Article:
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  • Writer's picturelilmyacofield

Principal Of Covid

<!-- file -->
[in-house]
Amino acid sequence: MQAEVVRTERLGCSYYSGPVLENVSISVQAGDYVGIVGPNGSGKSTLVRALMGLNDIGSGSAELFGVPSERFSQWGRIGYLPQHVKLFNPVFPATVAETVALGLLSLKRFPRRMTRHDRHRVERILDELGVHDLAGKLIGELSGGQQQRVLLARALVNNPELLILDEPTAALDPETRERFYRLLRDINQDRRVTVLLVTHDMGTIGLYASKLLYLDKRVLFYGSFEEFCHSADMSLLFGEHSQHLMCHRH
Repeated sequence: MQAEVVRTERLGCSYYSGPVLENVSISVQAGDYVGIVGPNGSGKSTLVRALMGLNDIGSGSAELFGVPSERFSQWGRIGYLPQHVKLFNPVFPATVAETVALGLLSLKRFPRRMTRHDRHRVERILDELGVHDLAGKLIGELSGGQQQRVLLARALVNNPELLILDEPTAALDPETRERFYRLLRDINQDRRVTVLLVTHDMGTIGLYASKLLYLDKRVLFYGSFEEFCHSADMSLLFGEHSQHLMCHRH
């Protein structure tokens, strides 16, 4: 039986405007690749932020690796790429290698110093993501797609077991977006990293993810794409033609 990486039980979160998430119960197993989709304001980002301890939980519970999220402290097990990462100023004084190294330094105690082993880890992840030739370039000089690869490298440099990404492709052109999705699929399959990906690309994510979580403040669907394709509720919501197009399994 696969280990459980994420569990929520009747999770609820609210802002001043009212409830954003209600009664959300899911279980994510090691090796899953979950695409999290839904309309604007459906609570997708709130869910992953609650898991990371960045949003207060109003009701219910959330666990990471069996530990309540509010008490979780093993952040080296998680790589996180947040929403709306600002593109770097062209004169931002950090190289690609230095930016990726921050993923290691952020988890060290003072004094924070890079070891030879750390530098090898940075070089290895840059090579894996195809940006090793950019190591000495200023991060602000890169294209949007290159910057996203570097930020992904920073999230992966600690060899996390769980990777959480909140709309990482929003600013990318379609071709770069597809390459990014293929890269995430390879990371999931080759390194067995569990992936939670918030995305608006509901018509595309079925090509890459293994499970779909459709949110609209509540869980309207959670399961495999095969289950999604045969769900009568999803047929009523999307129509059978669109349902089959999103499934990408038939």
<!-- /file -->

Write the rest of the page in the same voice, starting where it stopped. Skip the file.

By Sharon McIntireWelcome home!These have to be two of the most beautiful words in the English language, guaranteed to bring joy to the recipient.But COVID works to steal joy.Lynde Peterson graduated from Carlsbad High School in2000 and, with dreams of being a marine biologist, she sailed off to Clarendon Community College near Amarillo, Texas. When she returned in 2020, the lack of marine life never occurred to her because during college she found her love, teaching, and her other love, Jeremy.Suddenly, Lynde Longbine was a new principal, in a new state, working with new educational standards while fighting a virus that turned our entire educational system upside down. At the same time, she was setting up a new home for her husband and her two children who didn't know anyone and had few COVID opportunities to meet anyone. And, after enjoying 15 years of work and play in Texas, they left many friends as well as family behind, all of whom they couldn’t see because of the 14-day travel quarantine restrictions.But she has family here also, and seems to have been destined to return. “When the pandemic hit, we were actually here for spring break,” she recalls, “and my kids never went back to Texas because of COVID. My mom was watching them and my husband got a job here just coincidentally, so we just ended up coming here. It's kind of surreal how it all worked out.”The other thing she returned to was the school. The Early Childhood Education Center was already home because she was a student teacher there in2005. Machell Tackett was her coordinating teacher and is delighted that she's now at the helm. “I've known Lynde since before she was born,” she boasts, “and I was excited and humbled when she asked if I would be her coordinating teacher. She's so lovingand kind, and was such an innovative teacher; I learned a lot from her.”Tackett is equally excited about having her lead ECEC into the future. “She has such good ideas,” she states, “and she has a real knack for pinpointing things, so I think she'll be avery good leader. I think that she has high expectations and I think her employees are going to have to work extremely hard to meet those expectations. But she's also going to be understanding. I think she'll work just as hard with everybody else as she expects them to work with her, and I think they'll be glad to work just as hard as she does.”The dark cloud of COVID has forced Longbinel to admit that her job is a real test. “It seems like every day there's a new challenge that arises,” she notes. “Our teachers have had to really think outside the box and learn a whole new way of teaching that they haven't had to do before.”But they've accepted the challenge. While we hear of teachers in other states refusing to go back to the classroom, it hasn't been the case at ECEC. Some high-risk teachers have chosen to teach the totally online CAVE classes, but they are equally eager to help their students accomplish everything they can to reach their educational goals in a difficult year.“We did need to purchase anew assessment software,” she admits. “It's helped the teachers –it's given them the tools they need to use virtually, so they can collect the data they need to then meet with kids in small groups on the computer, or now face-to-face. It was one more thing for the teachers to learn, but they jumped right in; they were so willing and ready.